Fresno Bee Newsroom Blog

Counties miffed that they have little say over Brown’s prison-realignment money

The millions of dollars that Gov. Jerry Brown is giving to counties to manage the state’s prisoner surplus is bypassing the watch of county boards of supervisors. And some counties don’t like this.

The Sacramento County Board of Supervisors this week passed a resolution vowing to exercise final say over its share of so-called prison realignment funds, despite what Brown’s realignment policy calls for, reported Brad Branan of The Sacramento Bee.

The realignment policy dictates that panels of law-enforcement and social service officials divvy out the cash. It’s a change from the way funds are normally distributed: through elected county boards of supervisors, which oversee just about all county matters.

The Board of Supervisors in Fresno County is also raising questions about the change.

“There is a problem when supervisors cannot participate in the deliberative process,” said Supervisor Andreas Borgeas. “We are virtually irrelevant here.”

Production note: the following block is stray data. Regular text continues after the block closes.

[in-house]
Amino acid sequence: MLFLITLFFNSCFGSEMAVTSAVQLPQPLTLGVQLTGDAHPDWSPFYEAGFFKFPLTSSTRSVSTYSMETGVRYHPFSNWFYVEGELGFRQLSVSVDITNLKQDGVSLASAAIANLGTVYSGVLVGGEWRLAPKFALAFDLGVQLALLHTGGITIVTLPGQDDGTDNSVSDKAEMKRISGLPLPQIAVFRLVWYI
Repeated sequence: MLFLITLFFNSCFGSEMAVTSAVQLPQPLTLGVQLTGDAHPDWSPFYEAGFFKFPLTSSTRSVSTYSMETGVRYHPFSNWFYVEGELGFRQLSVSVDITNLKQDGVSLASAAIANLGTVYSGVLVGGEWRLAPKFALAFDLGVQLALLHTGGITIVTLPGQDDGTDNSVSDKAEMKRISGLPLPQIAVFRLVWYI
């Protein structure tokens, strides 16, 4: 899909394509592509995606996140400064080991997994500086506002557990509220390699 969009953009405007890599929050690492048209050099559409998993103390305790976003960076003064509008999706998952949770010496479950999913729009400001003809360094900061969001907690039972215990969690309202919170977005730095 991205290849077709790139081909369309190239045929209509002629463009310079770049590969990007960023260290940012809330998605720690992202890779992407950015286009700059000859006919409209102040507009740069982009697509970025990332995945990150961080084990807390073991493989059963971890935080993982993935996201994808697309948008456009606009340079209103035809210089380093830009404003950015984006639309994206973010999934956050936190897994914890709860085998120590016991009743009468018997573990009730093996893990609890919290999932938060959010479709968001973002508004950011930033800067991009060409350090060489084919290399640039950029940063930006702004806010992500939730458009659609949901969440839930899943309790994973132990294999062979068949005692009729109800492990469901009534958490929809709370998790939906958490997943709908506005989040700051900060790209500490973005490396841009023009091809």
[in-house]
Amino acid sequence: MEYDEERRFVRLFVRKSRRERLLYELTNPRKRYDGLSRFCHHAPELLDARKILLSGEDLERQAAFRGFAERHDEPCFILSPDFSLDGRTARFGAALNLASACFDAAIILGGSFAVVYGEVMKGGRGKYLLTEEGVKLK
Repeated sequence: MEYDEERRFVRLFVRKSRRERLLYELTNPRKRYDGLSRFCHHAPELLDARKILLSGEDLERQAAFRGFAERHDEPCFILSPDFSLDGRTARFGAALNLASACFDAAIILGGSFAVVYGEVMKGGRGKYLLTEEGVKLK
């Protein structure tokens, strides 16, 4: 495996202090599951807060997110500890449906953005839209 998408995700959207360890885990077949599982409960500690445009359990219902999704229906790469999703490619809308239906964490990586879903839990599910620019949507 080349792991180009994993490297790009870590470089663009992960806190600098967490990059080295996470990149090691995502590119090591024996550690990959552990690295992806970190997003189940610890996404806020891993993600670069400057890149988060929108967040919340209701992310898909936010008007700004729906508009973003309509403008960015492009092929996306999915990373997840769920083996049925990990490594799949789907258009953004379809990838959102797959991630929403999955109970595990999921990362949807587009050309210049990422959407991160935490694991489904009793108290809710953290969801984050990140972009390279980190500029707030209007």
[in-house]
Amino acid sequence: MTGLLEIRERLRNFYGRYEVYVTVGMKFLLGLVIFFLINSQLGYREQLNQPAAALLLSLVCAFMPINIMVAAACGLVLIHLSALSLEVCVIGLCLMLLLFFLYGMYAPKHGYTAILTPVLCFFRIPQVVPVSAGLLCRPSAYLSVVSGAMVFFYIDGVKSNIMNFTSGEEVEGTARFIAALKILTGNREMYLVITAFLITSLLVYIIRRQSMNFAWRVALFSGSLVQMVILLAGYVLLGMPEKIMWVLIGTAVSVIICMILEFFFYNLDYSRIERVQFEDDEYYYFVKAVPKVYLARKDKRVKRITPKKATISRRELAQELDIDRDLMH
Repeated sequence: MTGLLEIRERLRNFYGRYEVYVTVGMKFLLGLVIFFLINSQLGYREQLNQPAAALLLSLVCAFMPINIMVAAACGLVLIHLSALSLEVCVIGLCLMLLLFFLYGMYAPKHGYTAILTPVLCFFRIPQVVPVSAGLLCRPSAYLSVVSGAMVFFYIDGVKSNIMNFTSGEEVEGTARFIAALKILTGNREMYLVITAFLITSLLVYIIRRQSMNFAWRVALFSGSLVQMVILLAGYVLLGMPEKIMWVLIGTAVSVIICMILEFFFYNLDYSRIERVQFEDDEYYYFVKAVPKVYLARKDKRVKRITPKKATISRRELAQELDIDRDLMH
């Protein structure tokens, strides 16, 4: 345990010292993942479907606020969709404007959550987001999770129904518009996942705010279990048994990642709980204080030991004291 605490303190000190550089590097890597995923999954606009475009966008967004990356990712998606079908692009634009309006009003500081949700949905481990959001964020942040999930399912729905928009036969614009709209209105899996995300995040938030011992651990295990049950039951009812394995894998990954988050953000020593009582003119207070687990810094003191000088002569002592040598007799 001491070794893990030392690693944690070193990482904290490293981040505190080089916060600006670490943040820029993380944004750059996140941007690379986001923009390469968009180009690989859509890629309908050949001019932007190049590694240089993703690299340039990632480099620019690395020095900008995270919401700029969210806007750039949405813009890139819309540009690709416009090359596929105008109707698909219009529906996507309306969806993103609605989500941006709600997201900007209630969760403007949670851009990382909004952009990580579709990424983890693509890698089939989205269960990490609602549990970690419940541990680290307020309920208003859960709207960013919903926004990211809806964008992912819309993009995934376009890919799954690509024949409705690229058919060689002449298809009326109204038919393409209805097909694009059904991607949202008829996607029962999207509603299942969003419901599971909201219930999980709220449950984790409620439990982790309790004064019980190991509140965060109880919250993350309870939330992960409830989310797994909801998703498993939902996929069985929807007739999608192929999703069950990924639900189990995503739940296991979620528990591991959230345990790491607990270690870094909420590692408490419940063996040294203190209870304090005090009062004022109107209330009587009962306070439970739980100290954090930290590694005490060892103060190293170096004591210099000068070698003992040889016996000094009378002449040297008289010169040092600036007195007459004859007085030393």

The 1½-year-old realignment policy, which has been no stranger to controversy, has put counties in charge of thousands of felons who were formerly managed by the state in an effort to reduce California’s prison population. The state is compensating counties accordingly.

The money, however – about $28 million next year for Sacramento County and about $25 million for Fresno County — is being routed in an unprecedented fashion.

The panels set up under the realignment, called Community Corrections Partnerships, decide how to spend the state funds and county supervisors then vote on the spending plan, but in a way that deprives supervisors of any real power. The supervisors need a four-fifths vote to reject the plan; in other words, only two votes are needed for approval.

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